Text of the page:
In an effort to think more about how my politics and my theology should be/are intersecting, I'm reading through the above book. Its chapters cover the personal, the political, and the pedagogical, among other focii, and the fact that others who identify as both religious and feminist seem to be thinking through similar issues that I'm struggling with makes me feel a little better on the whole. For the next few weeks, I'm going to be devoting the blog to a discussion of Jules and Pedersen's book as I read it, most likely a chapter at a time. Feel free to contribute your thoughts in the comments, or to email me at email@example.com.
The book's epigraph is Galatians 3:28: "There is neither Jew nor Greek, slave nor free, male nor female, for you are all one in Christ Jesus." I'm not sure what this is doing yet, what it says about the book's project as a whole. On one hand, it seems a cry for equality; labels don't matter and we shouldn't use them because the grace of Christ frees us from the restriction that such labels necessitate. That sounds nice. Looking a little deeper, though, what place does such a sentiment have in a book whose very title suggests reconciliation between two seemingly conflicting labels? Why title the book that way if the book is going to say we need to dump the labels through which we define ourselves? Just something I'll be considering.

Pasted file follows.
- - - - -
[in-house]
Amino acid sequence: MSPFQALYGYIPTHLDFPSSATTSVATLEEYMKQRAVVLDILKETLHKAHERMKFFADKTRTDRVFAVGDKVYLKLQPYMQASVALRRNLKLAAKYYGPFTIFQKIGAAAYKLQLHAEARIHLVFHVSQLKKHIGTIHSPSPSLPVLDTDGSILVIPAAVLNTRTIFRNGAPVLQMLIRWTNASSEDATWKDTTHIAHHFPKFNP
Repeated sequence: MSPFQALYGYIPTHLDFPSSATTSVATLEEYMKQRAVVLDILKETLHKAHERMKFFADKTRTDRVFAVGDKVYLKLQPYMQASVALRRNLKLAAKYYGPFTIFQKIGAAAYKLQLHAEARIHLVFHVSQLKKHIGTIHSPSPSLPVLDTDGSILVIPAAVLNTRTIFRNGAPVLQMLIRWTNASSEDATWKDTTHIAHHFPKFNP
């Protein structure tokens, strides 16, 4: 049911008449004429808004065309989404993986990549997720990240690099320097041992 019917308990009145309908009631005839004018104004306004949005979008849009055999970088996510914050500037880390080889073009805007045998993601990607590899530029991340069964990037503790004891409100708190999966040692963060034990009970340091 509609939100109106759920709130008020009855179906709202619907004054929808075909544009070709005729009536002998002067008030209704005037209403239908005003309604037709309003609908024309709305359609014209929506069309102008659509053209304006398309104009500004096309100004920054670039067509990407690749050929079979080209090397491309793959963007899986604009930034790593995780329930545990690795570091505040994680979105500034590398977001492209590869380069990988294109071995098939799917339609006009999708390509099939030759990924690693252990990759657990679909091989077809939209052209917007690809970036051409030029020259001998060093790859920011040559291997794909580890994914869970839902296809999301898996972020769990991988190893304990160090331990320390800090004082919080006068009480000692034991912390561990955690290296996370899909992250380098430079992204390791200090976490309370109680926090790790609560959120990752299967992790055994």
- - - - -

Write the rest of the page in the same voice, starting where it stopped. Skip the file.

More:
The introduction proper is a collision of the personal and the political in which Jules and Pedersen recount their own backgrounds and the circumstances that made religion and feminism collide for them, as well as try to make since of the increasing global importance of religion in a post 9/11 world. I really like the inclusion of the personal here; I probably wouldn't have wanted to read the entire book if that dimension wasn't present. I believe that both religion and politics cannot be responsibly practiced without a connection to the personal. A connection to the intellectual or philosophical is also necessary, of course, but for me, the personal came first in both cases, and the rest has developed and is developing as I experience life.
A bit of the introduction that make me think this book is going to be amazing for my political and religious development:
Like others of our time, we grew up surrounded by a stubborn myth at work in Western society: that one's faith undermines one's thought and scholastics, that one cannot believe and think. If one is a 'Christian,' then one must adhere to certain performances of that identity; if one is a 'feminist,' then one cannot have a dynamic religious faith because religious faith is too patriarchal and demeaning to women. To be a woman inside Christianity necessitates the role of submitting, while to be a woman committed to feminist ideals necessitates a role of assertiveness or aggression (5).
WOW. Just wow. That paragraph pretty much sums up every problem I've had from age fourteen to now. I like so much about it. I like that this incompatibility is going to be questioned from multiple angles. I like that the editors are not afraid to employ quote marks in a Poststructuralist way that questions the validity of group labels (or "metanarratives," just so I can exercise my Derridean cred). I really can't wait to dive in to the rest of the book.